SIXTEENTH WATCH / AUTHOR: MYKE COLE / PUBLISHER: ANGRY ROBOT / RELEASE DATE: MARCH 10TH
Military science fiction is a bit of broad church. Sometimes it just means ‘shooty death in space’, other times it’s actually about how real-world-style military operations would work in a space-faring society. Sixteenth Watch is an example of the latter type; a relatively hard-nosed look what happens when you take the USA’s Coast Guard (a military service) and apply its principles and methods to the Moon.
Set in the near future, the US is experiencing a cold war of sorts with its closest lunar rival, the Chinese. Both nations are mining for Helium3, an element vital to power generation. Our hero is Jane Oliver, a decorated and experienced ‘coastie’ who is nearing retirement when she’s called to serve on the Moon. She has a complicated past; her previous assignment on the Moon ended in tragedy, changing both the face of US lunar operations and Oliver’s own life forever.
As the novel opens, tensions between the US and China are rising, in part to the different ways the two nations handle their lunar operations. Matters are getting steadily worse, partially because the US Navy lack the subtle touch of the US Coast Guard when it comes to border patrol. Alas, public perception wants the Navy to handle things, making war almost inevitable. A plan is hatched; Jane comes out of semi-retirement to train the next generation of Lunar Coasties. The catch is that it’s all tied into a reality TV show. Turns out that watching young, physically fit people go through military training and compete against other military types makes good TV in the future. Jane’s job is to win the TV show with her new team, and thus get the public support the Coast Guard desperately needs.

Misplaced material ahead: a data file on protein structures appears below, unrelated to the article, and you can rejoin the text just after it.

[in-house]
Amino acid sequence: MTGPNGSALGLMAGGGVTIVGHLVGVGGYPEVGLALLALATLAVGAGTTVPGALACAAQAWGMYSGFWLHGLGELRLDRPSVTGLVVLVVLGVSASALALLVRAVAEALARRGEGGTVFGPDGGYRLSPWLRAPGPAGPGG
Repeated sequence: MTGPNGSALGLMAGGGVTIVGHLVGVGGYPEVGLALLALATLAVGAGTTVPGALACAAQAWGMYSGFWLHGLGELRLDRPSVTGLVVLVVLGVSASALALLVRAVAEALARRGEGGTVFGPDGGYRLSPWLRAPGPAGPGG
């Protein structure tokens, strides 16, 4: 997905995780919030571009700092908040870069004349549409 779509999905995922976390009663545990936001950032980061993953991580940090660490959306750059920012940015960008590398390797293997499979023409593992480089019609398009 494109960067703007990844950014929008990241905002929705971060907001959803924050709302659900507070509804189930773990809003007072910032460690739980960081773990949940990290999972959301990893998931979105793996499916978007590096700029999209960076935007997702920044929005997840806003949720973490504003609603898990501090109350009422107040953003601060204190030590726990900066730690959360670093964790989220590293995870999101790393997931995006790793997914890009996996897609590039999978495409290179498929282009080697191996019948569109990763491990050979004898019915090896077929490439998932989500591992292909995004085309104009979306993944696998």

Cole’s writing is highly detailed; you can tell that the author has intimate knowledge of the US Coast Guard. This does make the story a little dry in places as the reader gets a lesson in US Military process. There are bits of this novel where it almost salutes at you (and it’s a crisp and perfectly executed salute). However, the central premise is a lot of fun and the actual story is suitably nuts, so you keep reading. The characters are well drawn; Wen, Jane’s closest ally, is especially fun. It’s also nice to see the Navy as ‘sort-of’ villains here.
Sixteenth Watch is one of those novels that you really want to see turned into a Netflix series so you can binge it and pour the whole thing into your brain. It’s fun, if a little dry.